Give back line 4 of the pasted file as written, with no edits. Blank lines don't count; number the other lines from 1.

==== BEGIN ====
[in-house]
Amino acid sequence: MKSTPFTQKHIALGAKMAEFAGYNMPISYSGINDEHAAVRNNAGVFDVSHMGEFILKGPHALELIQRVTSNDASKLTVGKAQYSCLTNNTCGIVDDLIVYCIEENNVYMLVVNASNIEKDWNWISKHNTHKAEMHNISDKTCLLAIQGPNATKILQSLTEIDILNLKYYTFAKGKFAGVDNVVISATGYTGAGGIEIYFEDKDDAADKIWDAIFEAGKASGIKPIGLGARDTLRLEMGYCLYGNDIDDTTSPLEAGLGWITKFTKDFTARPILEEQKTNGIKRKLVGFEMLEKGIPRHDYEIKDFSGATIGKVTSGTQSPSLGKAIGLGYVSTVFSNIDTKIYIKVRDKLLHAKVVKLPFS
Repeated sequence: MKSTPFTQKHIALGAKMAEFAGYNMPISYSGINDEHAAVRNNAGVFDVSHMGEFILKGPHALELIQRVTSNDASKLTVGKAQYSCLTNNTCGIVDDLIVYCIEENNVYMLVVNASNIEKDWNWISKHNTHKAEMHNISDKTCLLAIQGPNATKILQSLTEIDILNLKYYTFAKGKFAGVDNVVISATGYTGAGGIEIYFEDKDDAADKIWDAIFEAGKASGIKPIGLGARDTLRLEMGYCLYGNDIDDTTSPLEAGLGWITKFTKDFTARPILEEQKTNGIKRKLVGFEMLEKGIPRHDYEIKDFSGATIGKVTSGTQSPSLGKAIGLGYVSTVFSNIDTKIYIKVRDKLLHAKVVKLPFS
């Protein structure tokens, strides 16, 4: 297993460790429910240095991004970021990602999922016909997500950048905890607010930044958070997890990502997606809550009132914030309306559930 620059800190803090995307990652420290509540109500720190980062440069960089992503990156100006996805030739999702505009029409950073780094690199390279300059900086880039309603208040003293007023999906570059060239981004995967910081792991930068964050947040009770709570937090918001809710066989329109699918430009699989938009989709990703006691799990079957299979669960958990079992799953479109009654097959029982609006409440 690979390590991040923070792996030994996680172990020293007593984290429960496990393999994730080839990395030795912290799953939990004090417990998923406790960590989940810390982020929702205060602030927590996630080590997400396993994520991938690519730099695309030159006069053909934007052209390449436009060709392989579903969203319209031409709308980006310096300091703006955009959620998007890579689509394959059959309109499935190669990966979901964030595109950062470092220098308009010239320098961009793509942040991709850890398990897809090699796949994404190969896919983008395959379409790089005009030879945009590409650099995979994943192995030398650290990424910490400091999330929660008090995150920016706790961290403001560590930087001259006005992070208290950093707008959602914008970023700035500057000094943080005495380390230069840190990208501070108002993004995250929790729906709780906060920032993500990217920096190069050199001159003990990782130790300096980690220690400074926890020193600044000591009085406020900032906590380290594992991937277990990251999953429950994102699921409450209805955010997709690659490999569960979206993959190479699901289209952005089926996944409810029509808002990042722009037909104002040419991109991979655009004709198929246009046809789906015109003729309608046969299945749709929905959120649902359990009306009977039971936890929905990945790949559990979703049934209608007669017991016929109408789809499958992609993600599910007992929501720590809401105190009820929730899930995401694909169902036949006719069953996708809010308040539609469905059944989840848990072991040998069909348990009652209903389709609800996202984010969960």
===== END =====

């Protein structure tokens, strides 16, 4: 297993460790429910240095991004970021990602999922016909997500950048905890607010930044958070997890990502997606809550009132914030309306559930 620059800190803090995307990652420290509540109500720190980062440069960089992503990156100006996805030739999702505009029409950073780094690199390279300059900086880039309603208040003293007023999906570059060239981004995967910081792991930068964050947040009770709570937090918001809710066989329109699918430009699989938009989709990703006691799990079957299979669960958990079992799953479109009654097959029982609006409440 690979390590991040923070792996030994996680172990020293007593984290429960496990393999994730080839990395030795912290799953939990004090417990998923406790960590989940810390982020929702205060602030927590996630080590997400396993994520991938690519730099695309030159006069053909934007052209390449436009060709392989579903969203319209031409709308980006310096300091703006955009959620998007890579689509394959059959309109499935190669990966979901964030595109950062470092220098308009010239320098961009793509942040991709850890398990897809090699796949994404190969896919983008395959379409790089005009030879945009590409650099995979994943192995030398650290990424910490400091999330929660008090995150920016706790961290403001560590930087001259006005992070208290950093707008959602914008970023700035500057000094943080005495380390230069840190990208501070108002993004995250929790729906709780906060920032993500990217920096190069050199001159003990990782130790300096980690220690400074926890020193600044000591009085406020900032906590380290594992991937277990990251999953429950994102699921409450209805955010997709690659490999569960979206993959190479699901289209952005089926996944409810029509808002990042722009037909104002040419991109991979655009004709198929246009046809789906015109003729309608046969299945749709929905959120649902359990009306009977039971936890929905990945790949559990979703049934209608007669017991016929109408789809499958992609993600599910007992929501720590809401105190009820929730899930995401694909169902036949006719069953996708809010308040539609469905059944989840848990072991040998069909348990009652209903389709609800996202984010969960």